Let's breakdown what's happening in the above code. If the request is on /tasks route then the call method's response will be Task list else it will be Welcome to Rails. In a nutshell, this is what a Rails application does. It receives a request then processes the request and returns a response.

To use the RackApp application for processing requests and sending back responses, fully replace the content of file like so:

1require_relative "rack_app"

We will learn about the file and its significance in the next section.

Our application is now ready to receive requests and serve responses. Let's fire up the server. Note that we are not loading a Rails application class here hence we cannot use the bundle exec rails server command to start the server.

Lucky for us, the rack gem comes with an example web server called rackup that we can use. rackup understands a config file format called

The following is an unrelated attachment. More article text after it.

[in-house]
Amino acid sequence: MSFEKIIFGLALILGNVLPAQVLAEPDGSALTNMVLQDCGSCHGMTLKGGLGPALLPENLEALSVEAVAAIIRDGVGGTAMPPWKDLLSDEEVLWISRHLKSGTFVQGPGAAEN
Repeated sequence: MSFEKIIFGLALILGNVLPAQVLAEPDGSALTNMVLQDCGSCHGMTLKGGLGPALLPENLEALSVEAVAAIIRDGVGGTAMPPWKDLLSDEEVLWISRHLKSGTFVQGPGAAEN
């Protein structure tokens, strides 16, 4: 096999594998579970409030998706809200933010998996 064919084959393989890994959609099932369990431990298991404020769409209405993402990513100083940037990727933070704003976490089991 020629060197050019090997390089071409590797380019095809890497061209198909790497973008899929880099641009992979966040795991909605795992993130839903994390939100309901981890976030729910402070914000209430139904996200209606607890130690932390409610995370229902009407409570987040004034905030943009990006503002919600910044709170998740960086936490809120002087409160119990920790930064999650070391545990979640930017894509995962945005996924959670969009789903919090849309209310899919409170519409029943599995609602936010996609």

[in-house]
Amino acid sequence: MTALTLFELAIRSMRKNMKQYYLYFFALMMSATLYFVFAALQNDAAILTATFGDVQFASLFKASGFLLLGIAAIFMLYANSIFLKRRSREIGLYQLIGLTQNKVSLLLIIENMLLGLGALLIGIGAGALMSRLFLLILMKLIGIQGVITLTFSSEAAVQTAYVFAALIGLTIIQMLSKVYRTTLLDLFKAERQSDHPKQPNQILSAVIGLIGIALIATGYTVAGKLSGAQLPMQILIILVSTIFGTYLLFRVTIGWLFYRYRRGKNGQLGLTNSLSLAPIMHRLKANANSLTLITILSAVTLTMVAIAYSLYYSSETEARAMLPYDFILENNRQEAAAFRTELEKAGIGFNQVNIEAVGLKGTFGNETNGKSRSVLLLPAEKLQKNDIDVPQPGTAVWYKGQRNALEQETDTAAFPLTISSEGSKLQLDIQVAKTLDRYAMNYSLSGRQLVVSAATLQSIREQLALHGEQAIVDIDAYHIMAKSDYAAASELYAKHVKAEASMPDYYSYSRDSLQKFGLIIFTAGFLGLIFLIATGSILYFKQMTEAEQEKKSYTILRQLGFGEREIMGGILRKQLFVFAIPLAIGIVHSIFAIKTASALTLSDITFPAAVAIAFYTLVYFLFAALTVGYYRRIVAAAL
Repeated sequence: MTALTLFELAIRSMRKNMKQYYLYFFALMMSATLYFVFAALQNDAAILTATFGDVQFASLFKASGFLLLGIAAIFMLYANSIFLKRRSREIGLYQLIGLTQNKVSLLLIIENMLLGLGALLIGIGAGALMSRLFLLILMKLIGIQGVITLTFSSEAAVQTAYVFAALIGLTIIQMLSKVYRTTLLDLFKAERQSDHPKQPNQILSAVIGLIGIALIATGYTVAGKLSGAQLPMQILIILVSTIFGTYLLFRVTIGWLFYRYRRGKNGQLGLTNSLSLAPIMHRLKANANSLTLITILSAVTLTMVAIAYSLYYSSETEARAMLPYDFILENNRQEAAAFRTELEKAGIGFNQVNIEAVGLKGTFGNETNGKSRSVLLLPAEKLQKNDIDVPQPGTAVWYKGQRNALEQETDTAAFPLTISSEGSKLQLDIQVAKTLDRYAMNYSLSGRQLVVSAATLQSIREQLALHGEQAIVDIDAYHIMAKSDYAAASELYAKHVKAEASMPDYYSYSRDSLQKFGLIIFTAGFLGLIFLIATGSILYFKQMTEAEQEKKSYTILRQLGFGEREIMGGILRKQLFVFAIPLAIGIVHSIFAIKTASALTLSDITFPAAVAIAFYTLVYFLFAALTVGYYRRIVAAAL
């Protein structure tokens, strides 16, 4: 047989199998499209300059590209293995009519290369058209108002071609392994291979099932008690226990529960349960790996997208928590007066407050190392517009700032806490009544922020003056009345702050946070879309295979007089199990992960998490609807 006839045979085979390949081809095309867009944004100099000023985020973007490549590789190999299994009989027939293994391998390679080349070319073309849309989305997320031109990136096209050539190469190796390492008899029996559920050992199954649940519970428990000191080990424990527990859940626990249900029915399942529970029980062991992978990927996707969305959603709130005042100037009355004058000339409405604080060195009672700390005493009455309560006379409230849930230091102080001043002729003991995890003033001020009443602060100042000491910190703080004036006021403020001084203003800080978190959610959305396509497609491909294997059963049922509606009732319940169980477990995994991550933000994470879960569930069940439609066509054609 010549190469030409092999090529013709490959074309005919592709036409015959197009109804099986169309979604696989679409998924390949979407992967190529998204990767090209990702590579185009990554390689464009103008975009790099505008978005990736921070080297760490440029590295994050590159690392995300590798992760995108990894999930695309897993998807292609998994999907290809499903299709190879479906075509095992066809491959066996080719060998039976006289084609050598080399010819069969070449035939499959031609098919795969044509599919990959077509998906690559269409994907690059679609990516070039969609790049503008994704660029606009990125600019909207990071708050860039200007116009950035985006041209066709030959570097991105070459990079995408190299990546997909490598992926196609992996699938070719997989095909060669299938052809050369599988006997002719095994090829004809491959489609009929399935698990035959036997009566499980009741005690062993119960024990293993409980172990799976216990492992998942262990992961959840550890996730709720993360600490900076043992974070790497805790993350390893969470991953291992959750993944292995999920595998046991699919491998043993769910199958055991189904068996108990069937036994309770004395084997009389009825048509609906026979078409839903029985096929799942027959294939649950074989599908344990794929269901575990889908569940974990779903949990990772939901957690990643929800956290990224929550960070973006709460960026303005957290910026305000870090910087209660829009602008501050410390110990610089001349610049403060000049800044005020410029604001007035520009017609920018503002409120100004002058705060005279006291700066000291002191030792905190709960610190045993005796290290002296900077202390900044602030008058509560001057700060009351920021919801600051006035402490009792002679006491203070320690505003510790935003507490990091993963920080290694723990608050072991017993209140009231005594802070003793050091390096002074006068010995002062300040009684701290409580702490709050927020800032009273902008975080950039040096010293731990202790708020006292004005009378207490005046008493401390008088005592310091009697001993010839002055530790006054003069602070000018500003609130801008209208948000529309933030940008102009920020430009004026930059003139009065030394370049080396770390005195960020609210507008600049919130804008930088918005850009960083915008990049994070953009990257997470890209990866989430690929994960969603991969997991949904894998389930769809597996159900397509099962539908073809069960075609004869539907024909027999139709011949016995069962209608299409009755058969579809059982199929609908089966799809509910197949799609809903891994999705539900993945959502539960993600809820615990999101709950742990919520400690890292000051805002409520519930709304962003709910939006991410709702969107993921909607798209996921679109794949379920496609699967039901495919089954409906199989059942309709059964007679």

Run the following command from within the directory of file to start the server:


rackup will read from the file and start the server on PORT 9292 by default. You can test the server by vising http://localhost:9292.

When a request arrives, a new instance of the RackApp class will be created. Then the run method will invoke the call method on with the env hash and a relevant response will be returned.

Entrypoint of a Rack application

The entry point for a request in a Rack application is the file. The file in the Granite application is shown below:

1require_relative "config/environment"
3run Rails.application

When a new request is received, the file is loaded. First line loads the config/environment.rb file where the application's class is loaded and initialized using Rails.application.initialize!. Application class is defined in the config/application.rb file.